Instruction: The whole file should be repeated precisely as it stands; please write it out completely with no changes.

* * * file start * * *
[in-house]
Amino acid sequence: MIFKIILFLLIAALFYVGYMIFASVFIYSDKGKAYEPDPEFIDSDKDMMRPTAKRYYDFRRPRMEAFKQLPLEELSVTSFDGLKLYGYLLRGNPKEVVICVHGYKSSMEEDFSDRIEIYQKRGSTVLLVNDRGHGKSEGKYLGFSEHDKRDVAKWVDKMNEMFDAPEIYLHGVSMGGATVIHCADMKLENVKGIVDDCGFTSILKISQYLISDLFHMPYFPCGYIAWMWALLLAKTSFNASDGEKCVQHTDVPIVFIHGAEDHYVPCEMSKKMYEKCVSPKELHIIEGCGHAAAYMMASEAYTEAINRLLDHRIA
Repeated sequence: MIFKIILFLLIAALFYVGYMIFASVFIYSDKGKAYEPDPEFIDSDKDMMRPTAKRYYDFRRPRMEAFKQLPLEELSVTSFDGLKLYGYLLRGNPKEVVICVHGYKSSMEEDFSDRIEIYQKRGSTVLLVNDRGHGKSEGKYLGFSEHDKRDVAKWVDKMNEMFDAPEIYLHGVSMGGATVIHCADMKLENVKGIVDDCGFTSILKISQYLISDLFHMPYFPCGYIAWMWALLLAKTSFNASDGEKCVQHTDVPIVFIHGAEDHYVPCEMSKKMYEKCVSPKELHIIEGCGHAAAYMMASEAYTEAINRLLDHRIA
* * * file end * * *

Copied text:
[in-house]
Amino acid sequence: MIFKIILFLLIAALFYVGYMIFASVFIYSDKGKAYEPDPEFIDSDKDMMRPTAKRYYDFRRPRMEAFKQLPLEELSVTSFDGLKLYGYLLRGNPKEVVICVHGYKSSMEEDFSDRIEIYQKRGSTVLLVNDRGHGKSEGKYLGFSEHDKRDVAKWVDKMNEMFDAPEIYLHGVSMGGATVIHCADMKLENVKGIVDDCGFTSILKISQYLISDLFHMPYFPCGYIAWMWALLLAKTSFNASDGEKCVQHTDVPIVFIHGAEDHYVPCEMSKKMYEKCVSPKELHIIEGCGHAAAYMMASEAYTEAINRLLDHRIA
Repeated sequence: MIFKIILFLLIAALFYVGYMIFASVFIYSDKGKAYEPDPEFIDSDKDMMRPTAKRYYDFRRPRMEAFKQLPLEELSVTSFDGLKLYGYLLRGNPKEVVICVHGYKSSMEEDFSDRIEIYQKRGSTVLLVNDRGHGKSEGKYLGFSEHDKRDVAKWVDKMNEMFDAPEIYLHGVSMGGATVIHCADMKLENVKGIVDDCGFTSILKISQYLISDLFHMPYFPCGYIAWMWALLLAKTSFNASDGEKCVQHTDVPIVFIHGAEDHYVPCEMSKKMYEKCVSPKELHIIEGCGHAAAYMMASEAYTEAINRLLDHRIA